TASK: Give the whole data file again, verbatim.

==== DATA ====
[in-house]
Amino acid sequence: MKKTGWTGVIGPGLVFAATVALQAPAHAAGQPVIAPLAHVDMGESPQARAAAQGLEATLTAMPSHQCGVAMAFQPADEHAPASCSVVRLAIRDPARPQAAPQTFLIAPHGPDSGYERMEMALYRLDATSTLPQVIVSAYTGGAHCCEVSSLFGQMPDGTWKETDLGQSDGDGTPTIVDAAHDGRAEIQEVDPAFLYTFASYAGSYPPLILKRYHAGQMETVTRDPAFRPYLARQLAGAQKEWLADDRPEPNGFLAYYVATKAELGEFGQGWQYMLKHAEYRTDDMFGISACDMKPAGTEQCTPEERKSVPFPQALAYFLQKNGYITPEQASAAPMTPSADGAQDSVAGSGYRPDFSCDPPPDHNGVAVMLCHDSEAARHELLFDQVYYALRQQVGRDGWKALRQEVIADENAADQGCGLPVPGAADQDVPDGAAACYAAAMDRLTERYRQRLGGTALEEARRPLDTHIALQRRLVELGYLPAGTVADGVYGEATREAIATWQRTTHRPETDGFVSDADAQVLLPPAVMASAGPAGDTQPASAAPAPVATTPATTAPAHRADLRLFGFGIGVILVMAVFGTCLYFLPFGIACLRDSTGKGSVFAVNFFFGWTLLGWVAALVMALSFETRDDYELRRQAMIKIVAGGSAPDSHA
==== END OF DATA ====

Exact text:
[in-house]
Amino acid sequence: MKKTGWTGVIGPGLVFAATVALQAPAHAAGQPVIAPLAHVDMGESPQARAAAQGLEATLTAMPSHQCGVAMAFQPADEHAPASCSVVRLAIRDPARPQAAPQTFLIAPHGPDSGYERMEMALYRLDATSTLPQVIVSAYTGGAHCCEVSSLFGQMPDGTWKETDLGQSDGDGTPTIVDAAHDGRAEIQEVDPAFLYTFASYAGSYPPLILKRYHAGQMETVTRDPAFRPYLARQLAGAQKEWLADDRPEPNGFLAYYVATKAELGEFGQGWQYMLKHAEYRTDDMFGISACDMKPAGTEQCTPEERKSVPFPQALAYFLQKNGYITPEQASAAPMTPSADGAQDSVAGSGYRPDFSCDPPPDHNGVAVMLCHDSEAARHELLFDQVYYALRQQVGRDGWKALRQEVIADENAADQGCGLPVPGAADQDVPDGAAACYAAAMDRLTERYRQRLGGTALEEARRPLDTHIALQRRLVELGYLPAGTVADGVYGEATREAIATWQRTTHRPETDGFVSDADAQVLLPPAVMASAGPAGDTQPASAAPAPVATTPATTAPAHRADLRLFGFGIGVILVMAVFGTCLYFLPFGIACLRDSTGKGSVFAVNFFFGWTLLGWVAALVMALSFETRDDYELRRQAMIKIVAGGSAPDSHA